Going behind the scenes
So you've been on my website, had a good look around and your stomach isn't turning inside out and your eyes haven't fallen off, as that wouldn't be very good at all. Hopefully, you like it so much that you would like to know about some of the processes and tools I used behind the scenes to develop this website. If that person is you then you're in for treat as that is exactly what this two-part series is about, so let's get right to it.
Before I started coding my website, I had to do a bit of sniffing around the web to see what website portfolios were currently out there and to give me any inspiration on how I could make my website unique from the rest. Similar to a competitor analysis in a way. I came across some beautiful websites such as eanhalpin.io, riccardozanutta.com and indiantypefoundry.com.
All of these sites had their own unique style, so I began to look at areas of each site I liked that I could potentially add to my website. So for example, on the Indian Type Foundry website I found the way they created the grid line effect on certain sections of the website to be very appealing. This is something I liked as it kind of gives the user a brief behind the scenes look into the structure of the website and how it follows a kind of grid system, which is something you don't normally see on other websites.
After searching through a handful of these websites, I created a mood board that contained screenshots of all the sections of these websites that I liked. By creating this mood board it helped give me some early design ideas and prepared me for the design process.
The design process of my website was quite tricky as being a typical web developer, I wanted to get right in and start coding my website. However, I had to be a bit more professional so I took a little step back and began to look at some design processes in order to come up with a solid design and layout for my website.
I started off by creating a style guide, which is simply a set of design rules that I would follow when designing my website such as what font types to use, what the colour scheme of my website will be, what icons I will use etc. There are many templates that you can use for free if, like me, you aren't comfortable creating your own. The template I ended up using was a HTML and CSS coded style guide from Cody House, which was super easy to customise to my needs. I have published my style guide online so feel free to take a look.
With the style guide in place I moved on to creating a wireframe to get a solid idea of what the structure and layout of my website will look like. Because I can't draw to save my life, I decided to create a more visual wireframe than just using pencil and paper. I used an application on my MacBook called Sketch which is an amazing design application. Sketch is packed with features such as creating artboards for different device sizes, being able to preview your work on your devices in real-time, share you work online and more. I used this application to create a mobile and desktop wireframe for the homepage of my website.
After creating my initial wireframes, I decided to look closely at the colour scheme I chose. My reasoning for this is that one of my aims was to make my website as accessible as I could make it and choosing which colours to use is vital to achieving this because I needed to make sure I had a good contrast of colours to make it easier for people who have visual disabilities to read the text on my website. Using the WebAIM colour contrast checker, I found my core brand colour (pink) performed poorly and wasn't suitable. To find a better colour, I visted a website called colorsafe.co which generates accessible color palettes based on the WCAG Guidelines. With the help of the colorsafe.io website I changed my core brand colour to blue, with a hint of purple, which performed much better on the WebAim colour contrast checker.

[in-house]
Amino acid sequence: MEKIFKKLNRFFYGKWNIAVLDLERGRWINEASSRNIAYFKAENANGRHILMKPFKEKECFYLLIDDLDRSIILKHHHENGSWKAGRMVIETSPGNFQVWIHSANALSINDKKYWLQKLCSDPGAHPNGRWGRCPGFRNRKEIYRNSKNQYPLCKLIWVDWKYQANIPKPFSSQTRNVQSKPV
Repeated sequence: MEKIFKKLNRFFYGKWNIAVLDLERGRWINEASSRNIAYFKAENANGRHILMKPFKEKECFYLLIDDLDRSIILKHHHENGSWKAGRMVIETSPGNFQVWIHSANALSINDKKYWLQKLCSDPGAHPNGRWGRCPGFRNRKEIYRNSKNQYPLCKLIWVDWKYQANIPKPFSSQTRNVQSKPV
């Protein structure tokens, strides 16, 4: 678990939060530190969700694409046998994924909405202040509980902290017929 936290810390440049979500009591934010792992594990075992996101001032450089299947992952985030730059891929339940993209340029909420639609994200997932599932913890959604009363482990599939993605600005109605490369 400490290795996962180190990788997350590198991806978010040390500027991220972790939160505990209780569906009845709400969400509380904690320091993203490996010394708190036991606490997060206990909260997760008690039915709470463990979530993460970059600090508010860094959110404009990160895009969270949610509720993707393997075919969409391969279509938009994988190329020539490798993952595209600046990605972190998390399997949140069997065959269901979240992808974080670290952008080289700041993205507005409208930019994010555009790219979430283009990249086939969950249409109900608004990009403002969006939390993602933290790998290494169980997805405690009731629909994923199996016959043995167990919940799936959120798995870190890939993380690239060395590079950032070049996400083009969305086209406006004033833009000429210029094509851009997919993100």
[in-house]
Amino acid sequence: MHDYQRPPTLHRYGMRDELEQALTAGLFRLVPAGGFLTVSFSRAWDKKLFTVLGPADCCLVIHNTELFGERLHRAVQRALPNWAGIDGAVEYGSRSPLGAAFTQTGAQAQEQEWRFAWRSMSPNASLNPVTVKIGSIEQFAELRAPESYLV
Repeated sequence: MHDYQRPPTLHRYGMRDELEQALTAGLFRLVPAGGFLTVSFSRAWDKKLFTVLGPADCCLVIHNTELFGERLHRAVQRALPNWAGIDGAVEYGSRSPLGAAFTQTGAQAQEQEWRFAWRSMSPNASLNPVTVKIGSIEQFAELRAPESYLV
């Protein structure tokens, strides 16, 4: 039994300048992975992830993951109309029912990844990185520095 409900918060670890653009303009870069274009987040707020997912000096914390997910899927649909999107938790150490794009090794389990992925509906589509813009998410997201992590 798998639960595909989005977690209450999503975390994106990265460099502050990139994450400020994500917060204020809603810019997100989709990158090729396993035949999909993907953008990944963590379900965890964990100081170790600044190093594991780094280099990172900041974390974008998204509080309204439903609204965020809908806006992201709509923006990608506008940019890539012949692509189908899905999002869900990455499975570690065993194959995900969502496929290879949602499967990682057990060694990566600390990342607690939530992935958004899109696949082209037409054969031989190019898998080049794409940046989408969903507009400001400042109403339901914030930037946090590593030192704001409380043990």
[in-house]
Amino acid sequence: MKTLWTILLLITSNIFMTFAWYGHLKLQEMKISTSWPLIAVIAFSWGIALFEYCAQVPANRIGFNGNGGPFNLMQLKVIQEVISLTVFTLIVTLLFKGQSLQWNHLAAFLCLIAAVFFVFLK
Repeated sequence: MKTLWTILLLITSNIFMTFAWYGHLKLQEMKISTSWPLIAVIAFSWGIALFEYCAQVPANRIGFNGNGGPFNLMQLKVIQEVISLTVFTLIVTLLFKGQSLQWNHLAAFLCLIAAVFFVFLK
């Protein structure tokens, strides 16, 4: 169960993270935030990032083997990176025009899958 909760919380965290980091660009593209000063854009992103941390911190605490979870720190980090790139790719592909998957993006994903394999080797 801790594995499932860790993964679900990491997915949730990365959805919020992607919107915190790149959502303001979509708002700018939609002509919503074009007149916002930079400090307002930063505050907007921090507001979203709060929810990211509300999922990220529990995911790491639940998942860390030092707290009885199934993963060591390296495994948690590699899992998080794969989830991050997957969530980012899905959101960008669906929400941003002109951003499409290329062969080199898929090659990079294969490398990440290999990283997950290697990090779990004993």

To make my website unique I focused on the navigation for mobile devices. I wanted to make a navigation that wasn't hidden from the user, clearly visible and easy to navigate. I came up with the idea of having a navigation that was fixed at the bottom of the screen with text and icons. Kind of like a navigation you find on an iOS app and some android apps. The reason I went with this design is that a lot of people are using smartphones. According to an article from smartinsights.com, 80% of internet users own a smartphone. I wanted to keep that mobile kind of feel that users experience when using mobile apps and having a bottom navigation makes it comfortable for users to reach the navigation items with one thumb interactions. A great article from uxplanet.org explains more on the importance of bottom navigation for mobile apps.
To be continued
That brings an end to part one of this post. Hopefully you have soaked up some good information about my research and design process and are now eager to know the processes I took to build my website. In part two, I will discuss the tools I used such as Gulp and Sass and discuss the workflow I created that made building and deploying my website seamless and painless. I will also talk a bit about which browsers my website supports. For those who are really eager, you can take a look at my repo on GitHub and see my workflow in action.
- Dave Chaffey. (2016). Mobile Marketing Statistics compilation. [ONLINE] [Accessed 13 November 2016]. URL: Smart Insights
- Nick Babich. (2016). UX Design for Mobile: Bottom Navigation. [ONLINE] [Accessed 30 September 2016]. URL: Ux Planet